ah, yes, the collective hive mind genius of the market. just like evolution, an irresistible natural force. but you left out the part about hedge fund buddies intentionally running companies into the ground to the benefit of the shorts, or the chop shop parasites buying profitable businesses and selling off the hacked up bits because the collections of bits are more lucrative for certain investors.

  105. @Fozzy Bear

    You’re correct but it’s a bit of a push to say the author propagated a lie.

  106. anonymous[108] • Disclaimer says:
    @Cthulu Smith

    I laugh at you. Let the market crash, buy the dip. Biden and the market will rise like a Phoenix. Then you can kiss you Q ass goodbye.

    • Replies: @MGB
    , @Getaclue
  107. @Fozzy Bear

    The lie at the centre of this article may be this:

    …could put Melvin’s Jewish founder Gabriel Plotkin out of business.

    Correct me if I’m wrong, but brokers do not buy shares for themselves, they do it for others, from there the “other people’s money” thing. The broker makes his income from fees and skims. When the market busts, his customers lose money, the broker’s income was saved in a safe place. His company may be bankrupted, but tomorrow he is back in business under another name.
    Now, how many people’s pensions did mister Plotkin use to bet on others’ misery, and ended up losing it? How many average Joes woke up this week, with no pension, no savings, no trust fund, and they do not even know it yet, may even have partaken in the fun of destroying their own future?
    Change my mind…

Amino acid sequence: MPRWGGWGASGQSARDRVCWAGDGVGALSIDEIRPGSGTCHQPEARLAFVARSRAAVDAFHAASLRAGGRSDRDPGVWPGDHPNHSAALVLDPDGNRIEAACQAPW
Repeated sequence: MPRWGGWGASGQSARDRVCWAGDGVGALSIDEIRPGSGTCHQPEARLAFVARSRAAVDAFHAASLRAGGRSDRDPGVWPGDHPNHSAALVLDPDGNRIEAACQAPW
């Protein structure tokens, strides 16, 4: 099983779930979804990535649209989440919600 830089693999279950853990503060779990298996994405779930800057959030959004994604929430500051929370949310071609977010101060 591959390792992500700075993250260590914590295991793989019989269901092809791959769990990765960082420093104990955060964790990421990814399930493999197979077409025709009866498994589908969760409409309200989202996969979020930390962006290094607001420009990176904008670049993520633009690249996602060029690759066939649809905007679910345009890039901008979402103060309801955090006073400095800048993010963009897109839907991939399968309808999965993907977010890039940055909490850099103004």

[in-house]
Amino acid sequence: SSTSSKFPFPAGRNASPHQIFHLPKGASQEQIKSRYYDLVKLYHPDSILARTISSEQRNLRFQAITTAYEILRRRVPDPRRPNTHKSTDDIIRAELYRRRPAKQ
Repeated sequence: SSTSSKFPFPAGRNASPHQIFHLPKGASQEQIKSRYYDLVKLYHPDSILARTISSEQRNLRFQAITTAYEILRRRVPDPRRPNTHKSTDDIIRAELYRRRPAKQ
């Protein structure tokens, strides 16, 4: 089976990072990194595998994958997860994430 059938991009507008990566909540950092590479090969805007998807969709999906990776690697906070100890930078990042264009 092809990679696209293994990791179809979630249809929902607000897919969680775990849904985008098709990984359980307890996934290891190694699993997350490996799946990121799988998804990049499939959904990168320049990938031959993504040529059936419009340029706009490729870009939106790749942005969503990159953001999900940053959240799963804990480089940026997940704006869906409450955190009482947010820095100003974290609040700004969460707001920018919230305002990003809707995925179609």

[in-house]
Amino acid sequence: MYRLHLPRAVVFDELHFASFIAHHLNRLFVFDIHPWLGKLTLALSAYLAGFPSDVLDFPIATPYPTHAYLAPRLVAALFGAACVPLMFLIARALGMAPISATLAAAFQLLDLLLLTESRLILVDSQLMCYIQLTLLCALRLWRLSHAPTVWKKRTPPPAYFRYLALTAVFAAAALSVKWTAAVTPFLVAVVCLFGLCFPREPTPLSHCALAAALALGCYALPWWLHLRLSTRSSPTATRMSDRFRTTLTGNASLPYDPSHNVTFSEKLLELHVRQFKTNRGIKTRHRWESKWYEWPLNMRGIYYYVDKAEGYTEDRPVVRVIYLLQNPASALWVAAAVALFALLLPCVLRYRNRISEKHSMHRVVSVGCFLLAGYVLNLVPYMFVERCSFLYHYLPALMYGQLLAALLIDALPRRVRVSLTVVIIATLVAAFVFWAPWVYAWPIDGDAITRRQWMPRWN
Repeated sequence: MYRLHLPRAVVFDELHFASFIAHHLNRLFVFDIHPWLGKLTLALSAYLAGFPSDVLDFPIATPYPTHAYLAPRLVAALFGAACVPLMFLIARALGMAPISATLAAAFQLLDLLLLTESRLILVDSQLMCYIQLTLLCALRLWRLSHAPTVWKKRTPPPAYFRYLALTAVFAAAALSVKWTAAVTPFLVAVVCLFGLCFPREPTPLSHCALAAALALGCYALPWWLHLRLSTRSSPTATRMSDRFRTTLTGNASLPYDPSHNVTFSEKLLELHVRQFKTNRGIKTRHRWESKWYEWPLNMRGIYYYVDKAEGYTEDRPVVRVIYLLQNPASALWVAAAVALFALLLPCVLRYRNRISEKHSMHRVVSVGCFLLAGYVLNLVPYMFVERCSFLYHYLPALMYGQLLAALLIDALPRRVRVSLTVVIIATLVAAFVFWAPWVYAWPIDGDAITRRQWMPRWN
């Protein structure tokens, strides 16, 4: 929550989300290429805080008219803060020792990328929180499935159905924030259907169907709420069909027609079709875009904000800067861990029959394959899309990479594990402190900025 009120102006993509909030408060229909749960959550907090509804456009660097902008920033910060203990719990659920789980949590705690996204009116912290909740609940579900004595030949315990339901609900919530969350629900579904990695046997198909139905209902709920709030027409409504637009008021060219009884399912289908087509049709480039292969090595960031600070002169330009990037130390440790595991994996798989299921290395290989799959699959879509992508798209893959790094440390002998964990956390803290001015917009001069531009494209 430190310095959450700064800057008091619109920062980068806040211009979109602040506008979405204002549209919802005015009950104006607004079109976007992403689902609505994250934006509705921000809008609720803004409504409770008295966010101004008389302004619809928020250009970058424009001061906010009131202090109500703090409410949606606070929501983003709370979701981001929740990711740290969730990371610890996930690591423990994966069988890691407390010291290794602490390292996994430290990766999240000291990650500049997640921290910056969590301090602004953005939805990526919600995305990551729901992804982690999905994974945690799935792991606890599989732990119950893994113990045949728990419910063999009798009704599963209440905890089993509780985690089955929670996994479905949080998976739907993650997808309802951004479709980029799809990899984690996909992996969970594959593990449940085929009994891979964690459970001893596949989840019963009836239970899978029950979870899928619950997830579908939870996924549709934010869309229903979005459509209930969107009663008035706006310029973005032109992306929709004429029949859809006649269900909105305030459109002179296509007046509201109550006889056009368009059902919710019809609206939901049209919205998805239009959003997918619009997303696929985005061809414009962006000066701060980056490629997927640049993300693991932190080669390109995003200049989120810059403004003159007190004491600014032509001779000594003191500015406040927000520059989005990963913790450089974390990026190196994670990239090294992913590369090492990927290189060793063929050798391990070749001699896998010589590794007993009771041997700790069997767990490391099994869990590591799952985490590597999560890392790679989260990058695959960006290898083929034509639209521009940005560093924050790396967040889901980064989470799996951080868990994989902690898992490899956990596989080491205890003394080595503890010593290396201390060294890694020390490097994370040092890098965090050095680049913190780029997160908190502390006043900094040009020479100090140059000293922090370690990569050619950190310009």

• Thanks: Escher
  108. “sympathetic populists” with money to play the markets. Tell me another one. Is this article an exposé or a coverup?

  109. MGB says:

    Biden will rise like a Phoenix.

    the laugh of the day! biden is in a coma, the message just hasn’t reached the outer territories of his corpus yet. joe’s brain pulses are still running down copper telegraph lines, not optic fibres. with his limited IQ, the increased capacity was never needed.

  110. @Schuetze

    As far as GM, VW or anybody else being forced into the BEV market being evidence that this is the “future”, time will tell. I believe this is just another facet of the deliberate Cloward and Piven strategy to destroy European civilization.

    Salam brother,

    Not to destroy European (Christians) civilization and Muslim civilization but to preserve them from parasites. But first, lately CEO of Toyota made a statement that they the Toyota don’t see much future in electric vehicles and he listed several reasons for it. He also mentioned that Toyota has dabbed in it to keep their loyal customers satisfied.